Kailyn Yudice

Why did you choose to attend the University of Miami?

Kailyn YudiceI’m actually from Miami and I’ve been here my entire life. Growing up in the city, UM is the biggest thing, like the Harvard of Miami, and I fell in love with it since I was little. Looking more into the schools, I really enjoyed the fact that it seemed very flexible and less traditional than what other schools usually do, so you don’t really have those general education requirements, and I loved the cognates system.

Why did you choose your major? What is your favorite thing about it?

I actually started off as a biology major, and I was in that major for about two years. I enjoyed my classes, but at the end of my sophomore year, they opened up the global health studies major program. I felt like I could easily transition, and that is something else I loved about the college - you are able to really switch around if you really need to, or if you feel like this isn’t the right thing. Going into it, the first class you have to take is Introduction to global health, which has been one of my favorite classes. It was with Prof. Imelda Moise, who is the director of the program. She is really fun and very passionate and knowledgeable in the global health field, so it was great because I realized that I do love global health. Overall, my classes really allowed me to see what I like, to learn more about the topics and the things going on around the world that we don’t see.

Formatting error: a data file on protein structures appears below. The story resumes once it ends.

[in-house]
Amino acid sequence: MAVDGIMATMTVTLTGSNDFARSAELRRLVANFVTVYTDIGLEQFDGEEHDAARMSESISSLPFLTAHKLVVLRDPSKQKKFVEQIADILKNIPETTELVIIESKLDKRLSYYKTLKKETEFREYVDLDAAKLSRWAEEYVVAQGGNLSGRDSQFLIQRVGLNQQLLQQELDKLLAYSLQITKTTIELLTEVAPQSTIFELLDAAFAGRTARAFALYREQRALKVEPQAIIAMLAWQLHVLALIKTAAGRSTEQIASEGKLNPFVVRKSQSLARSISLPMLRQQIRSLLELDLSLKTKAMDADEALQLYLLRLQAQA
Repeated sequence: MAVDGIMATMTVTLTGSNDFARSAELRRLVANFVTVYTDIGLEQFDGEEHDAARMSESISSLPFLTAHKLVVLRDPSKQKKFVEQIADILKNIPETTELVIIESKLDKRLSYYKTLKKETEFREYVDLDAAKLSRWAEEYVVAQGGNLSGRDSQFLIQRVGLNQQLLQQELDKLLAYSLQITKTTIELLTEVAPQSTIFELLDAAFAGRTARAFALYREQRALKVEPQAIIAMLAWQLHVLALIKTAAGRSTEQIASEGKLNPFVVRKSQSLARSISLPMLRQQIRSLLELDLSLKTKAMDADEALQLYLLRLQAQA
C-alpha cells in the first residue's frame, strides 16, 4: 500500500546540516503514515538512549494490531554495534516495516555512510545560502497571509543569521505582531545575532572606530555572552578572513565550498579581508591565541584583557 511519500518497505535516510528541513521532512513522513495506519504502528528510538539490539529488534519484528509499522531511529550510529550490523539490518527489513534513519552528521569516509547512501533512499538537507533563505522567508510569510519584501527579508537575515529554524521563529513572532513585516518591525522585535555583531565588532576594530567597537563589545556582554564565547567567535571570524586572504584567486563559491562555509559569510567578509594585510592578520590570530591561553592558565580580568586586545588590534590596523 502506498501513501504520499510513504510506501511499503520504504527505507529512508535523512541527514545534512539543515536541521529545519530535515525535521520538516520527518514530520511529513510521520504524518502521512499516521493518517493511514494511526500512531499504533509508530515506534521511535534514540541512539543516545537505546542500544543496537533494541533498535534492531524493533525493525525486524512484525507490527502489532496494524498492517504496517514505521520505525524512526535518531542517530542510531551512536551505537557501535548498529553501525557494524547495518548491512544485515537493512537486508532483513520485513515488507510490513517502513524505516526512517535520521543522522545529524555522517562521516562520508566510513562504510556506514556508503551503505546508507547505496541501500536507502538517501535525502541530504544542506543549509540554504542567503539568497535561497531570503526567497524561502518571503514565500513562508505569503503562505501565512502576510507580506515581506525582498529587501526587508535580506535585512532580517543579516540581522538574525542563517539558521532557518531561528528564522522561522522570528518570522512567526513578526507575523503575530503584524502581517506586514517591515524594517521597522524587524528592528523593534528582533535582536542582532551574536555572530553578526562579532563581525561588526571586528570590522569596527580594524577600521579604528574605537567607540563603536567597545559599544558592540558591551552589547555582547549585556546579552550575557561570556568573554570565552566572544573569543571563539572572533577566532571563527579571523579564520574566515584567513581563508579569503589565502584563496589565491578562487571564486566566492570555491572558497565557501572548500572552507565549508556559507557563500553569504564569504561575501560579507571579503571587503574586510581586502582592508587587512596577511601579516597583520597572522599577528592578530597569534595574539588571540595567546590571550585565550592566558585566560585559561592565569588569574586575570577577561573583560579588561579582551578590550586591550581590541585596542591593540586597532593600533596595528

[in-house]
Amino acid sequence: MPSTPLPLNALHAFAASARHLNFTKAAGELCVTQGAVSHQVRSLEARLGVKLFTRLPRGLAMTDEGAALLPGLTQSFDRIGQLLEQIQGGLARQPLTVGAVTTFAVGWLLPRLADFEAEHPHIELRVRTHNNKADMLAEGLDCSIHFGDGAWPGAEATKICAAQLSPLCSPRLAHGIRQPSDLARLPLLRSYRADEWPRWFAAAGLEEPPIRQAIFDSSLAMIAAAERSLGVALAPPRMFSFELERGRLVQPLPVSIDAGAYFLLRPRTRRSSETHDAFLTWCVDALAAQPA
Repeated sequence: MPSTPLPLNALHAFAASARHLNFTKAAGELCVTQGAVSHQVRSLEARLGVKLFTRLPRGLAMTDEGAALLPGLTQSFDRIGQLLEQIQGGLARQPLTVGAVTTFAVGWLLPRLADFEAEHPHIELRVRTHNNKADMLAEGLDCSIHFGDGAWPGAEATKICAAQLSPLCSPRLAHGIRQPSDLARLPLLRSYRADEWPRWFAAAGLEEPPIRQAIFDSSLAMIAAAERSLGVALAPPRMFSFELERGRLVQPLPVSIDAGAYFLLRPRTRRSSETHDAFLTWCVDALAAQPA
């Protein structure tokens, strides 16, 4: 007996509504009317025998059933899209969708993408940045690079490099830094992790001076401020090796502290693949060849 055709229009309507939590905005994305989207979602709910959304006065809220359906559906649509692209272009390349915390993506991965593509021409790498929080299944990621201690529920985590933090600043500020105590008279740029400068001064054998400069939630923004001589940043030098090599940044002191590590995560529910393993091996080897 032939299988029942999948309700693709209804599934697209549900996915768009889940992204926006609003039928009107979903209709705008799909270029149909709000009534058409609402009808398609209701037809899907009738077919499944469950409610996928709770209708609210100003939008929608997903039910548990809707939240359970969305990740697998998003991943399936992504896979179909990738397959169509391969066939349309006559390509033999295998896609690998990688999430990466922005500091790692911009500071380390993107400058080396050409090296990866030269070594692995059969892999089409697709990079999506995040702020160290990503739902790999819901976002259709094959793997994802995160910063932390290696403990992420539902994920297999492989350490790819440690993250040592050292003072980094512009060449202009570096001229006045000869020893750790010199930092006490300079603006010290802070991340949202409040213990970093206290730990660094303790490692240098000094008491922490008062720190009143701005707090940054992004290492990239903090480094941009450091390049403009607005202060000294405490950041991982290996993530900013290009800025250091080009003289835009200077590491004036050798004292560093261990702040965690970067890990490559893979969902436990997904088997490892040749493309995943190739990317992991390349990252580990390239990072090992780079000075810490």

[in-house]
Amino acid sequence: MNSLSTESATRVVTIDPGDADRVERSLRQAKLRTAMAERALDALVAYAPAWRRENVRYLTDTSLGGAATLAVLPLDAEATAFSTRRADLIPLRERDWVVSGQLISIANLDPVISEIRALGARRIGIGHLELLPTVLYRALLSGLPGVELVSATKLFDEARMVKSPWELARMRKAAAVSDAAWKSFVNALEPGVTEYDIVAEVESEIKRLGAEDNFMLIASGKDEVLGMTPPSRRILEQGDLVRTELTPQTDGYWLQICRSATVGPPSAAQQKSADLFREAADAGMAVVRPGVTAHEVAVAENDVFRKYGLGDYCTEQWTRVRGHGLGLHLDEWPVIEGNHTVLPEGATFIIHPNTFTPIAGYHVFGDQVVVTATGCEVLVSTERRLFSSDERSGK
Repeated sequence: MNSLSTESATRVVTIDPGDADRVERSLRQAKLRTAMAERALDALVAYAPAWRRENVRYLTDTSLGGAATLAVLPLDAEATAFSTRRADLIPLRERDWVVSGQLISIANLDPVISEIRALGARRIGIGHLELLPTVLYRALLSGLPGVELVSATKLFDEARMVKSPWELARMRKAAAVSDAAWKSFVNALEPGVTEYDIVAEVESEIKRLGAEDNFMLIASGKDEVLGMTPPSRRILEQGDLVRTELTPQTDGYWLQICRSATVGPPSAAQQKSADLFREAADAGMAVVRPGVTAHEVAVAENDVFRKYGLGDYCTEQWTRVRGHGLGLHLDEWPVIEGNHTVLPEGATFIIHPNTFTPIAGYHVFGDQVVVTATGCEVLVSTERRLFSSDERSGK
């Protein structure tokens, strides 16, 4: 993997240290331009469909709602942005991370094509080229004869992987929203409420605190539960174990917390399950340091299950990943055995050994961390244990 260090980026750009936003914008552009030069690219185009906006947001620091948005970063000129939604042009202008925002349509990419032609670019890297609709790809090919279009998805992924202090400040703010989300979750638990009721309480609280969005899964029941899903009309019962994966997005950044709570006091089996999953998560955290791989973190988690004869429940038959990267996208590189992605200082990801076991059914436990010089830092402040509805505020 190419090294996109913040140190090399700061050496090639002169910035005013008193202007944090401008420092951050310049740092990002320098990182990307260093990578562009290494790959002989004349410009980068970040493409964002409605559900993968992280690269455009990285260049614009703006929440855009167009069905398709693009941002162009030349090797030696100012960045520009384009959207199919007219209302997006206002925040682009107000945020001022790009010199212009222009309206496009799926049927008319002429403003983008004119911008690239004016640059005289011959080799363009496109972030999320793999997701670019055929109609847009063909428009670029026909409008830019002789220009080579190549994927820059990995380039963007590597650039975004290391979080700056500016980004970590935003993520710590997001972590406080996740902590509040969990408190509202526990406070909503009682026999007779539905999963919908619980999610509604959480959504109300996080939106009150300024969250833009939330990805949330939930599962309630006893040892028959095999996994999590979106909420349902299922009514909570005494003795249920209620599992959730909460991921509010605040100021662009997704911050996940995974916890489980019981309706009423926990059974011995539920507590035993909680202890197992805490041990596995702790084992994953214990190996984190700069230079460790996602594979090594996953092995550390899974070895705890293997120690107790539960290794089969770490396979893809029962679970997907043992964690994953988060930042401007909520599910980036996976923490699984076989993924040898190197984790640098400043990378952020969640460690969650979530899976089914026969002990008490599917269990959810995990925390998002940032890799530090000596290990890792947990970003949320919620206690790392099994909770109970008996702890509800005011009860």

What is your favorite class you have taken at UM? / Favorite non-major related class?

One of my favorites was medical sociology. I’ve always been into social issues, and being able to learn how healthcare and different things involving medicine have to deal with social issues, and how different societies view medicine, how they practice medicine and all those kinds of things were really interesting to me. Every class was a discussion, which I really enjoyed. Being able to constantly discuss and constantly talk about how everyone views things differently added so much to class itself.